Circuit-Switched Networks

A Phone Switchboard
Image D - A Switchboard

Ok, imagine a switchboard like the one im Image D. Back when these were used you would pick up the phone and reach an operator. You would ask the operator to patch you into whoever you wanted to talk to. If they were local, you could be directly patched through, however, if they were not the operator would have to go through another operator where the person who you wanted to call lived. In order to do this there would have to be a direct connection between the operators. This meant there would have to be a large cable running for miles. Early on, networks used a very similar system. But this only allowed for one person to be connected at any one time. Also people would often have to have multiple terminals that would be connected to different networks. With the introduction of the packet-switched network multiple people were able to be connected at the same time. The connections would only be used when actually sending a packet.


X.25 is an example of a packet switched wide area connection or WAN. This network has packet-switching exchange nodes with physical links consisting of leased lines, telephone cables, or ISDN connections. The public data network was a common named used to describe the collection of international X.25 providers. It was commonly used during the 1980’s and 90’s, covering a large amount of the globe. X.25 provided the first international and commercial packet switching network.


TCP – Transmission Control Protocol – is an interworking protocol that uses packet-switching nodes. It is one of the main protocols of the Internet Protocol Suite which is often referred to simply as TCP/IP.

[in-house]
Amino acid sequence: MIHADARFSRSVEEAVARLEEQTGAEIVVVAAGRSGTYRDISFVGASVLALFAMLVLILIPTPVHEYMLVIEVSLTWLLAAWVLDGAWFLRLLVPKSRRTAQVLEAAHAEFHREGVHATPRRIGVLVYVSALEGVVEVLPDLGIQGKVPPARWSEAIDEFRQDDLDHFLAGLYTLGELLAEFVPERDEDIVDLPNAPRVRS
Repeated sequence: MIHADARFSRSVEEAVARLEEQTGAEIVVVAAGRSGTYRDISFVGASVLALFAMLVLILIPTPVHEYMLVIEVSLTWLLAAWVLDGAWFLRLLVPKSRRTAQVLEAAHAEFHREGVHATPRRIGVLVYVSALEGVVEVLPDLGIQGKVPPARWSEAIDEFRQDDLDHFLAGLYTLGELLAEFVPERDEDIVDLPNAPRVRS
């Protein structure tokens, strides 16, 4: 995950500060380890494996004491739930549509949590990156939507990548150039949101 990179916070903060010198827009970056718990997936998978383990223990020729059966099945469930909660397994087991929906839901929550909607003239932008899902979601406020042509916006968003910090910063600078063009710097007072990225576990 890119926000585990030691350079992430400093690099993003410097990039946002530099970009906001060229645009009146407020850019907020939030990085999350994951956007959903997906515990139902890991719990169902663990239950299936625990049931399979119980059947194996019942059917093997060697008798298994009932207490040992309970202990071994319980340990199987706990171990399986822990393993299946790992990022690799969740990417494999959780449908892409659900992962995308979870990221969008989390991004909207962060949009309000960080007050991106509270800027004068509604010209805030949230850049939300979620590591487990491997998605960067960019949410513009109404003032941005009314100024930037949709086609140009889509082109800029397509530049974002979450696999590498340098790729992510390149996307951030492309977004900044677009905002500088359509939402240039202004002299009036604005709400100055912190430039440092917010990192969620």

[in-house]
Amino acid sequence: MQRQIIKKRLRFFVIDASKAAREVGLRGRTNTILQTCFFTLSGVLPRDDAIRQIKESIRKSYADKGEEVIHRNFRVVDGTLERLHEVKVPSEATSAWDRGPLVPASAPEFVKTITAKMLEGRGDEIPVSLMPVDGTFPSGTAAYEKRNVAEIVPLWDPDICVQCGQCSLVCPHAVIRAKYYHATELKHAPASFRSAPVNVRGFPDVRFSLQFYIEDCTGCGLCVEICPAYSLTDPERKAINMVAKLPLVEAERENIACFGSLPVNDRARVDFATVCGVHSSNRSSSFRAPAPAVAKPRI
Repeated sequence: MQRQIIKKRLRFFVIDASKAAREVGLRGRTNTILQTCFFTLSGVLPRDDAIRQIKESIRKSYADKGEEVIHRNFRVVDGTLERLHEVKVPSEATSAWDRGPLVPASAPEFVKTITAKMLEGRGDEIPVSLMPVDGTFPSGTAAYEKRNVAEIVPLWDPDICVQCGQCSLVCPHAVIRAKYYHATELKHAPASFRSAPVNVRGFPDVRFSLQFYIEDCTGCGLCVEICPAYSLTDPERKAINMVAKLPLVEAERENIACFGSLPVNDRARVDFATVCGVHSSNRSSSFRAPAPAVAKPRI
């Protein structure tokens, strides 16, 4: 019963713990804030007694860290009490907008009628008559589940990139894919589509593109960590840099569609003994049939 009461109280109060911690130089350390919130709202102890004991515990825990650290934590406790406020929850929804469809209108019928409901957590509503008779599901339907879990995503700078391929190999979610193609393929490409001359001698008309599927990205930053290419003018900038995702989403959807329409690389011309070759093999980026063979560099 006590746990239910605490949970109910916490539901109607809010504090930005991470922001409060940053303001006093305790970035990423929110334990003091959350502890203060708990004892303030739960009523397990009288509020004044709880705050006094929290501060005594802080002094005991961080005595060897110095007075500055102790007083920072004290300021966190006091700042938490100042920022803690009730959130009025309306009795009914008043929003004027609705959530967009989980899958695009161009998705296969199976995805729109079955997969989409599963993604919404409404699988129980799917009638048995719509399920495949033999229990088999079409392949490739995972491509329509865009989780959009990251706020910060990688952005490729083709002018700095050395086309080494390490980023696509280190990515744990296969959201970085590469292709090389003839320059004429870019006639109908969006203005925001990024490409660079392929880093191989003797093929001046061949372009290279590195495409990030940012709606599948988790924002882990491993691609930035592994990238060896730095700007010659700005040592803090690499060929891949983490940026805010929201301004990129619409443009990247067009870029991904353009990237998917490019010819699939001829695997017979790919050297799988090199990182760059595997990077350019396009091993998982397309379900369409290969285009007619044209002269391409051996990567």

This is the protocol that is used by major Internet applications. This includes the World Wide Web and email.

Connectionless and Connection-Oriented

Wireless Router
Image F - A Wireless Router
Networks that use packet switching can either be connectionless or connection-oriented. Examples of connectionless networks include Ethernet and IP, while connection-oriented examples are X.25 and TCP. In connectionless networks, each packet is labeled with an address for its destination and source aw well as the port number, or a sequence number. This creates the need for a dedicated path to allow the packet to reach its destination. This also causes the header to contain much more information. Then after the packets reach their destination, they are reassembled in order based on the sequence number in the header.
In connection-oriented networks, packets are labeled with connection IDs instead of addresses. Address info is only transferred during a connection set-up phase after the route taken by the packet has been determined. Connection-oriented networks contain much smaller headers because they only have to contain the connection ID and some other information.


Packet Switched Networks break up information into smaller packets that are then transmitted. Each packet usually contains a header, the body, and an error check. They allow for information to be sent quickly between nodes, as well as allowing multiple connections at the same time. Packet Switching plays a major part in network communication, and helped connect the planet.

Works Cited